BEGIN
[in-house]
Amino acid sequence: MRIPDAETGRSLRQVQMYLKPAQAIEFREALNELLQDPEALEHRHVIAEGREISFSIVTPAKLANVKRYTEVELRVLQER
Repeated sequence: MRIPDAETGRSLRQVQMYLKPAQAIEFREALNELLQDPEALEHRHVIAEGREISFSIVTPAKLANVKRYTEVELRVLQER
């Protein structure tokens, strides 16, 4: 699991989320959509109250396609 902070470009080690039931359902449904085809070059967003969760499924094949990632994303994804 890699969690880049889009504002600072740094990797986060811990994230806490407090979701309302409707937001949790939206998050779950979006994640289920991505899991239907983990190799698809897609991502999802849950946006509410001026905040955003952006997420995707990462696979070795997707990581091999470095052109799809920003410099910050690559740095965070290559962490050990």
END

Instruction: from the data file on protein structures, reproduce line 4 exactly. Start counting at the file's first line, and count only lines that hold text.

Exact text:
């Protein structure tokens, strides 16, 4: 699991989320959509109250396609 902070470009080690039931359902449904085809070059967003969760499924094949990632994303994804 890699969690880049889009504002600072740094990797986060811990994230806490407090979701309302409707937001949790939206998050779950979006994640289920991505899991239907983990190799698809897609991502999802849950946006509410001026905040955003952006997420995707990462696979070795997707990581091999470095052109799809920003410099910050690559740095965070290559962490050990």